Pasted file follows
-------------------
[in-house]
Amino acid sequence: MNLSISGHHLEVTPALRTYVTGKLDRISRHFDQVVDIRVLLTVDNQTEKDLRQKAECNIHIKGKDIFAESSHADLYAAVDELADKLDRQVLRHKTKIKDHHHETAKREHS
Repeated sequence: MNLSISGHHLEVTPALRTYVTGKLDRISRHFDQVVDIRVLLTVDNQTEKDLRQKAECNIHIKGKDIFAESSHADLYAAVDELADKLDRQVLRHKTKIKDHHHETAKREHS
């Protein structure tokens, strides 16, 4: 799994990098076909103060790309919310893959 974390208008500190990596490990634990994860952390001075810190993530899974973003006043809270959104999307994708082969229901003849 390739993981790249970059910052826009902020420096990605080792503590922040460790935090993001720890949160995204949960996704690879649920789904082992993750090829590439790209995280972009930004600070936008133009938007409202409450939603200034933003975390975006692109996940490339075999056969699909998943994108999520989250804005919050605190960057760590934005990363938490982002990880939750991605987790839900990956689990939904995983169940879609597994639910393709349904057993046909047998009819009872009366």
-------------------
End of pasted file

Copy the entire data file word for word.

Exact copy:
[in-house]
Amino acid sequence: MNLSISGHHLEVTPALRTYVTGKLDRISRHFDQVVDIRVLLTVDNQTEKDLRQKAECNIHIKGKDIFAESSHADLYAAVDELADKLDRQVLRHKTKIKDHHHETAKREHS
Repeated sequence: MNLSISGHHLEVTPALRTYVTGKLDRISRHFDQVVDIRVLLTVDNQTEKDLRQKAECNIHIKGKDIFAESSHADLYAAVDELADKLDRQVLRHKTKIKDHHHETAKREHS
């Protein structure tokens, strides 16, 4: 799994990098076909103060790309919310893959 974390208008500190990596490990634990994860952390001075810190993530899974973003006043809270959104999307994708082969229901003849 390739993981790249970059910052826009902020420096990605080792503590922040460790935090993001720890949160995204949960996704690879649920789904082992993750090829590439790209995280972009930004600070936008133009938007409202409450939603200034933003975390975006692109996940490339075999056969699909998943994108999520989250804005919050605190960057760590934005990363938490982002990880939750991605987790839900990956689990939904995983169940879609597994639910393709349904057993046909047998009819009872009366």